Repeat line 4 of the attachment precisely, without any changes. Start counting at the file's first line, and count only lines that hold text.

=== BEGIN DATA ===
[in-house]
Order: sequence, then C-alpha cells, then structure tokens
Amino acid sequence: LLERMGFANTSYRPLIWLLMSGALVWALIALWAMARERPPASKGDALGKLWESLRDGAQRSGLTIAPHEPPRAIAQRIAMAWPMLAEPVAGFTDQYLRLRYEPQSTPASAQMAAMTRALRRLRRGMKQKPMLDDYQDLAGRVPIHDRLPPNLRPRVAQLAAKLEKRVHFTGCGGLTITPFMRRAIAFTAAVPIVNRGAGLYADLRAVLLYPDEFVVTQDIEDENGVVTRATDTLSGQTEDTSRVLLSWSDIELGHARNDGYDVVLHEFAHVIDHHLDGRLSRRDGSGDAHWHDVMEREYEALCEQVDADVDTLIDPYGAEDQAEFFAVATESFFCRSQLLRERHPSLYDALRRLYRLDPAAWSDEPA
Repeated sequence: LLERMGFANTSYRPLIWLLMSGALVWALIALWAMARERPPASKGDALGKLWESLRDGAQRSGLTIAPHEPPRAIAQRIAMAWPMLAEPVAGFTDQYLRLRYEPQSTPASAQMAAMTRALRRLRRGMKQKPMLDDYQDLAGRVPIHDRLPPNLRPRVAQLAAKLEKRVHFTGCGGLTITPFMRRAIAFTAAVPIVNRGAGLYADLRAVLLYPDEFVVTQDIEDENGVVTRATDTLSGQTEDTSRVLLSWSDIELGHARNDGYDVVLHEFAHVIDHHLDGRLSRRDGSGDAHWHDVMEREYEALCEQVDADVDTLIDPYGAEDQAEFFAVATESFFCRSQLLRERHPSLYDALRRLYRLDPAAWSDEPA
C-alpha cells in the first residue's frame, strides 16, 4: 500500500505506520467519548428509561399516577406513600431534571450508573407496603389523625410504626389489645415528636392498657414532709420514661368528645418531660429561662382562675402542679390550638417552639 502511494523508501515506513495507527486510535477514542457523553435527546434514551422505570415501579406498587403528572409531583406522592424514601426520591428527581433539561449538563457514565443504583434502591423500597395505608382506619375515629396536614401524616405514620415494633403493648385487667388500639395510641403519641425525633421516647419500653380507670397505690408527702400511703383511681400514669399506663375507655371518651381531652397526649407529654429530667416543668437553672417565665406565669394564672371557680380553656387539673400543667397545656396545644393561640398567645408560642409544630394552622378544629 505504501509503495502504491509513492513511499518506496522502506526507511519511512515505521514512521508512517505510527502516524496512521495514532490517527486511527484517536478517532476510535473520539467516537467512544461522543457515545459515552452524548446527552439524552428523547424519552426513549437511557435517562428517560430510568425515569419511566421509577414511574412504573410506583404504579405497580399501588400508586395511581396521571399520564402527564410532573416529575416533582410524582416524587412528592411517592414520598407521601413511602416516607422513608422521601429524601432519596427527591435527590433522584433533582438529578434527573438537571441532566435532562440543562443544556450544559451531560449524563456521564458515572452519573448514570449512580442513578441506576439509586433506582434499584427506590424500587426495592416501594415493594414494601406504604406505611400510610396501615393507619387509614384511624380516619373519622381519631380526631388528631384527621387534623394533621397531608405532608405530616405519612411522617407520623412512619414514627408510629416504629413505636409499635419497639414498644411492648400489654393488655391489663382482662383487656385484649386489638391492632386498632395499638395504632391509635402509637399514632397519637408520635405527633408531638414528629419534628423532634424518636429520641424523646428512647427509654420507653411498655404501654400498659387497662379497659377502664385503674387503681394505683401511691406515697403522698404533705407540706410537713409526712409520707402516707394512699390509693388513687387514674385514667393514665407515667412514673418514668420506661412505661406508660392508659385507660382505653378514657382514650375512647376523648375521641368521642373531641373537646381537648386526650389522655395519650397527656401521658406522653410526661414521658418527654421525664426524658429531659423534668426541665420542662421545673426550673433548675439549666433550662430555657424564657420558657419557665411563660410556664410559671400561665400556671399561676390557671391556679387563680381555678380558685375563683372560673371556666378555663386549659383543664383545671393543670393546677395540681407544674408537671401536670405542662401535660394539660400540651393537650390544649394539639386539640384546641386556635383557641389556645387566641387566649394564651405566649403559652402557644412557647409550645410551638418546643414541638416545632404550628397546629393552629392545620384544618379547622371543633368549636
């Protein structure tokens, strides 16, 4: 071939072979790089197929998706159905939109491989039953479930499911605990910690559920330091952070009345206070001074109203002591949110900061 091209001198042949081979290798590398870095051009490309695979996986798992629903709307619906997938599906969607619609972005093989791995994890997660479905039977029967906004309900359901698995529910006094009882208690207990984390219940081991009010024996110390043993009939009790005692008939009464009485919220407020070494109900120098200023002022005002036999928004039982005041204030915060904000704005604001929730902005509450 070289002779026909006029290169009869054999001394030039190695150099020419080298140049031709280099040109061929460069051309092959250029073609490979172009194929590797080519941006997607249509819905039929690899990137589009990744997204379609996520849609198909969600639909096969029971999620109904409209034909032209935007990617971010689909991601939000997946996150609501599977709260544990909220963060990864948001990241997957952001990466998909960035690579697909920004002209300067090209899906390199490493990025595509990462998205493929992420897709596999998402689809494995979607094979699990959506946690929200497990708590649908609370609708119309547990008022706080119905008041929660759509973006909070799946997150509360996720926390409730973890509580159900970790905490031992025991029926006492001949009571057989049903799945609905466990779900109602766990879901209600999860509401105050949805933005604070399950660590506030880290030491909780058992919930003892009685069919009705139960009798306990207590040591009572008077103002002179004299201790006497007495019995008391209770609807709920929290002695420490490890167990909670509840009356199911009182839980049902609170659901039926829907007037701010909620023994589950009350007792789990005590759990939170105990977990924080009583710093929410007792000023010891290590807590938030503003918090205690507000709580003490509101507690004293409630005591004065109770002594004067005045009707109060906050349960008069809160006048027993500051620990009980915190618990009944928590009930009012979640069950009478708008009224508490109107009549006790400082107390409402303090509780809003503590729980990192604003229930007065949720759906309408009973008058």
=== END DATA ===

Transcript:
Repeated sequence: LLERMGFANTSYRPLIWLLMSGALVWALIALWAMARERPPASKGDALGKLWESLRDGAQRSGLTIAPHEPPRAIAQRIAMAWPMLAEPVAGFTDQYLRLRYEPQSTPASAQMAAMTRALRRLRRGMKQKPMLDDYQDLAGRVPIHDRLPPNLRPRVAQLAAKLEKRVHFTGCGGLTITPFMRRAIAFTAAVPIVNRGAGLYADLRAVLLYPDEFVVTQDIEDENGVVTRATDTLSGQTEDTSRVLLSWSDIELGHARNDGYDVVLHEFAHVIDHHLDGRLSRRDGSGDAHWHDVMEREYEALCEQVDADVDTLIDPYGAEDQAEFFAVATESFFCRSQLLRERHPSLYDALRRLYRLDPAAWSDEPA